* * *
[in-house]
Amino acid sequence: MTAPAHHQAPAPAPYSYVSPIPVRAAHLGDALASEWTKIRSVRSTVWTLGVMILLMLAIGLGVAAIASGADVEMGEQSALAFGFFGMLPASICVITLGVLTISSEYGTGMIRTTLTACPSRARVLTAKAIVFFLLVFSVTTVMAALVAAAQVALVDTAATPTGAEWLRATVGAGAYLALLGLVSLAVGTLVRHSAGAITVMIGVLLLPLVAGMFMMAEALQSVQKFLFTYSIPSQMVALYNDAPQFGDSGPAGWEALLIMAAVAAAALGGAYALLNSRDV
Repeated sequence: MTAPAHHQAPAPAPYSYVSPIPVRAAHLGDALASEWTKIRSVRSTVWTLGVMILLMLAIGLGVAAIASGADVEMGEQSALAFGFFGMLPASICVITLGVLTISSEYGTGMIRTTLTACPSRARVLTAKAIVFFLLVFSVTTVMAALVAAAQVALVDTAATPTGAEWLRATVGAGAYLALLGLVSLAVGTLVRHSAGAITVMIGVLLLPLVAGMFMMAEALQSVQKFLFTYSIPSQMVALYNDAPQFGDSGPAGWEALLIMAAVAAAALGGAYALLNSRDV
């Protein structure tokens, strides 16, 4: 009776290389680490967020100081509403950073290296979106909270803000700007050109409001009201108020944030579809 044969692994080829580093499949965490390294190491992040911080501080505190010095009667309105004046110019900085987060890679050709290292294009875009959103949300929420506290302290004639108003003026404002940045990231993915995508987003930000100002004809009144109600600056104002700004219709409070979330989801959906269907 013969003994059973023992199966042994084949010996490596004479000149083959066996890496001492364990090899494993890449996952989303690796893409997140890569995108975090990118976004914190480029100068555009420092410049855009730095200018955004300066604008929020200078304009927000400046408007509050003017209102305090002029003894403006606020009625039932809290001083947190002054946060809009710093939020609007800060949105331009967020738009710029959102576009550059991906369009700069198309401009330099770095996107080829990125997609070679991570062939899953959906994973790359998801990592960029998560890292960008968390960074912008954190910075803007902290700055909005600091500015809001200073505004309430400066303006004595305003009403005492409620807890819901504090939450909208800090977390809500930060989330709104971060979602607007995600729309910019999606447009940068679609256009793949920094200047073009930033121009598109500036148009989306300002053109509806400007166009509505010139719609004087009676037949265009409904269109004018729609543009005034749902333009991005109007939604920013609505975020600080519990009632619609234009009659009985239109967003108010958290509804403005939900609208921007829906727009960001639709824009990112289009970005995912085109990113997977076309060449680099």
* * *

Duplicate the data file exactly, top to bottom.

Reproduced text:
[in-house]
Amino acid sequence: MTAPAHHQAPAPAPYSYVSPIPVRAAHLGDALASEWTKIRSVRSTVWTLGVMILLMLAIGLGVAAIASGADVEMGEQSALAFGFFGMLPASICVITLGVLTISSEYGTGMIRTTLTACPSRARVLTAKAIVFFLLVFSVTTVMAALVAAAQVALVDTAATPTGAEWLRATVGAGAYLALLGLVSLAVGTLVRHSAGAITVMIGVLLLPLVAGMFMMAEALQSVQKFLFTYSIPSQMVALYNDAPQFGDSGPAGWEALLIMAAVAAAALGGAYALLNSRDV
Repeated sequence: MTAPAHHQAPAPAPYSYVSPIPVRAAHLGDALASEWTKIRSVRSTVWTLGVMILLMLAIGLGVAAIASGADVEMGEQSALAFGFFGMLPASICVITLGVLTISSEYGTGMIRTTLTACPSRARVLTAKAIVFFLLVFSVTTVMAALVAAAQVALVDTAATPTGAEWLRATVGAGAYLALLGLVSLAVGTLVRHSAGAITVMIGVLLLPLVAGMFMMAEALQSVQKFLFTYSIPSQMVALYNDAPQFGDSGPAGWEALLIMAAVAAAALGGAYALLNSRDV
């Protein structure tokens, strides 16, 4: 009776290389680490967020100081509403950073290296979106909270803000700007050109409001009201108020944030579809 044969692994080829580093499949965490390294190491992040911080501080505190010095009667309105004046110019900085987060890679050709290292294009875009959103949300929420506290302290004639108003003026404002940045990231993915995508987003930000100002004809009144109600600056104002700004219709409070979330989801959906269907 013969003994059973023992199966042994084949010996490596004479000149083959066996890496001492364990090899494993890449996952989303690796893409997140890569995108975090990118976004914190480029100068555009420092410049855009730095200018955004300066604008929020200078304009927000400046408007509050003017209102305090002029003894403006606020009625039932809290001083947190002054946060809009710093939020609007800060949105331009967020738009710029959102576009550059991906369009700069198309401009330099770095996107080829990125997609070679991570062939899953959906994973790359998801990592960029998560890292960008968390960074912008954190910075803007902290700055909005600091500015809001200073505004309430400066303006004595305003009403005492409620807890819901504090939450909208800090977390809500930060989330709104971060979602607007995600729309910019999606447009940068679609256009793949920094200047073009930033121009598109500036148009989306300002053109509806400007166009509505010139719609004087009676037949265009409904269109004018729609543009005034749902333009991005109007939604920013609505975020600080519990009632619609234009009659009985239109967003108010958290509804403005939900609208921007829906727009960001639709824009990112289009970005995912085109990113997977076309060449680099």